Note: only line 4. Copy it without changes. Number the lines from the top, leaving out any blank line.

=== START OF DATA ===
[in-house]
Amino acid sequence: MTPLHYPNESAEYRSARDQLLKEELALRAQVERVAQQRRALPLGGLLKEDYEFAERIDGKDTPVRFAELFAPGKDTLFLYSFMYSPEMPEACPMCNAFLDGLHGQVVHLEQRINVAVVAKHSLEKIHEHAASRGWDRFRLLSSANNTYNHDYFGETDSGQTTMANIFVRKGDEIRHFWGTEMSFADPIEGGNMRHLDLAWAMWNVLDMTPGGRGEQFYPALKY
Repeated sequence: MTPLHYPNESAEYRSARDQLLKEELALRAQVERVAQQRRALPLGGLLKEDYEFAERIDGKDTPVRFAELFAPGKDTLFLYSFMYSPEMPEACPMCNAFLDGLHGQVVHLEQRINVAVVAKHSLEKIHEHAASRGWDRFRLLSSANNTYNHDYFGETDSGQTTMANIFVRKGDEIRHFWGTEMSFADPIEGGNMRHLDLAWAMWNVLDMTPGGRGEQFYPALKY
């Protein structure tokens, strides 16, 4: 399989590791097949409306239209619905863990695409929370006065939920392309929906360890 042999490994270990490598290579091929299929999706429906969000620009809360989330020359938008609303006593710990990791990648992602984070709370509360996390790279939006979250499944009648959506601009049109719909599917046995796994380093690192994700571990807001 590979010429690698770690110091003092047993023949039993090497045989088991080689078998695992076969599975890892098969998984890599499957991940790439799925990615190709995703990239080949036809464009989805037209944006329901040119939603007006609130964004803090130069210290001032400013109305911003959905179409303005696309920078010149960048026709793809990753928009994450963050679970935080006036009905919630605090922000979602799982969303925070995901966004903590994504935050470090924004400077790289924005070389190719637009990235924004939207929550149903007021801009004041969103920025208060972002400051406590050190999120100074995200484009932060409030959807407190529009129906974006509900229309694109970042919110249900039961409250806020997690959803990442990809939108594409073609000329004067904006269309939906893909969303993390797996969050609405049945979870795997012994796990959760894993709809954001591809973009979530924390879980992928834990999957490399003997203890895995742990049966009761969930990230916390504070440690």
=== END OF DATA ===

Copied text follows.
């Protein structure tokens, strides 16, 4: 399989590791097949409306239209619905863990695409929370006065939920392309929906360890 042999490994270990490598290579091929299929999706429906969000620009809360989330020359938008609303006593710990990791990648992602984070709370509360996390790279939006979250499944009648959506601009049109719909599917046995796994380093690192994700571990807001 590979010429690698770690110091003092047993023949039993090497045989088991080689078998695992076969599975890892098969998984890599499957991940790439799925990615190709995703990239080949036809464009989805037209944006329901040119939603007006609130964004803090130069210290001032400013109305911003959905179409303005696309920078010149960048026709793809990753928009994450963050679970935080006036009905919630605090922000979602799982969303925070995901966004903590994504935050470090924004400077790289924005070389190719637009990235924004939207929550149903007021801009004041969103920025208060972002400051406590050190999120100074995200484009932060409030959807407190529009129906974006509900229309694109970042919110249900039961409250806020997690959803990442990809939108594409073609000329004067904006269309939906893909969303993390797996969050609405049945979870795997012994796990959760894993709809954001591809973009979530924390879980992928834990999957490399003997203890895995742990049966009761969930990230916390504070440690």